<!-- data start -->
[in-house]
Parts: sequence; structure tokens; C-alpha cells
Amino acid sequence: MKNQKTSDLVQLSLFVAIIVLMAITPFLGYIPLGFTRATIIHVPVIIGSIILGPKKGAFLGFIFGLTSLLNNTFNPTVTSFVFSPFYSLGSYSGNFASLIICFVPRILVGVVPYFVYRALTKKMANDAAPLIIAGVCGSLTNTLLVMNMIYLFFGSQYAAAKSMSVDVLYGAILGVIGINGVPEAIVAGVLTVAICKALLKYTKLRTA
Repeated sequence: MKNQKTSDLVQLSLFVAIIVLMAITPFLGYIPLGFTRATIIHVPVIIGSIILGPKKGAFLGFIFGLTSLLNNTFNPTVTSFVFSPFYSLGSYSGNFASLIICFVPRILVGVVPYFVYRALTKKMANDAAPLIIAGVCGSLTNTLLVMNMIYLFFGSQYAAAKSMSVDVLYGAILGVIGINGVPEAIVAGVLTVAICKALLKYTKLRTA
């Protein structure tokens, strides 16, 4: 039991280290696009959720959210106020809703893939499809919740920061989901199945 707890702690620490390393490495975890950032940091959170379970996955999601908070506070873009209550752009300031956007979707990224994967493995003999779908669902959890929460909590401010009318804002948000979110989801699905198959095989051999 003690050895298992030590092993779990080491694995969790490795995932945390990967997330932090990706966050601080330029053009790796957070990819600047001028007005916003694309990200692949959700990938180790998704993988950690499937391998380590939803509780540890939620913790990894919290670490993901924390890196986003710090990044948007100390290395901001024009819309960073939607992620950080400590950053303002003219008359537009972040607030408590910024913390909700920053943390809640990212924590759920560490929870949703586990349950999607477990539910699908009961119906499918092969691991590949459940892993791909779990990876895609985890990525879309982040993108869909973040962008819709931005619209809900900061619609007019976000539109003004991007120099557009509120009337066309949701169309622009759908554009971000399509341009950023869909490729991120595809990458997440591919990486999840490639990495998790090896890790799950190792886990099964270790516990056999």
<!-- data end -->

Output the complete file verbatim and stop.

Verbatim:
[in-house]
Parts: sequence; structure tokens; C-alpha cells
Amino acid sequence: MKNQKTSDLVQLSLFVAIIVLMAITPFLGYIPLGFTRATIIHVPVIIGSIILGPKKGAFLGFIFGLTSLLNNTFNPTVTSFVFSPFYSLGSYSGNFASLIICFVPRILVGVVPYFVYRALTKKMANDAAPLIIAGVCGSLTNTLLVMNMIYLFFGSQYAAAKSMSVDVLYGAILGVIGINGVPEAIVAGVLTVAICKALLKYTKLRTA
Repeated sequence: MKNQKTSDLVQLSLFVAIIVLMAITPFLGYIPLGFTRATIIHVPVIIGSIILGPKKGAFLGFIFGLTSLLNNTFNPTVTSFVFSPFYSLGSYSGNFASLIICFVPRILVGVVPYFVYRALTKKMANDAAPLIIAGVCGSLTNTLLVMNMIYLFFGSQYAAAKSMSVDVLYGAILGVIGINGVPEAIVAGVLTVAICKALLKYTKLRTA
């Protein structure tokens, strides 16, 4: 039991280290696009959720959210106020809703893939499809919740920061989901199945 707890702690620490390393490495975890950032940091959170379970996955999601908070506070873009209550752009300031956007979707990224994967493995003999779908669902959890929460909590401010009318804002948000979110989801699905198959095989051999 003690050895298992030590092993779990080491694995969790490795995932945390990967997330932090990706966050601080330029053009790796957070990819600047001028007005916003694309990200692949959700990938180790998704993988950690499937391998380590939803509780540890939620913790990894919290670490993901924390890196986003710090990044948007100390290395901001024009819309960073939607992620950080400590950053303002003219008359537009972040607030408590910024913390909700920053943390809640990212924590759920560490929870949703586990349950999607477990539910699908009961119906499918092969691991590949459940892993791909779990990876895609985890990525879309982040993108869909973040962008819709931005619209809900900061619609007019976000539109003004991007120099557009509120009337066309949701169309622009759908554009971000399509341009950023869909490729991120595809990458997440591919990486999840490639990495998790090896890790799950190792886990099964270790516990056999």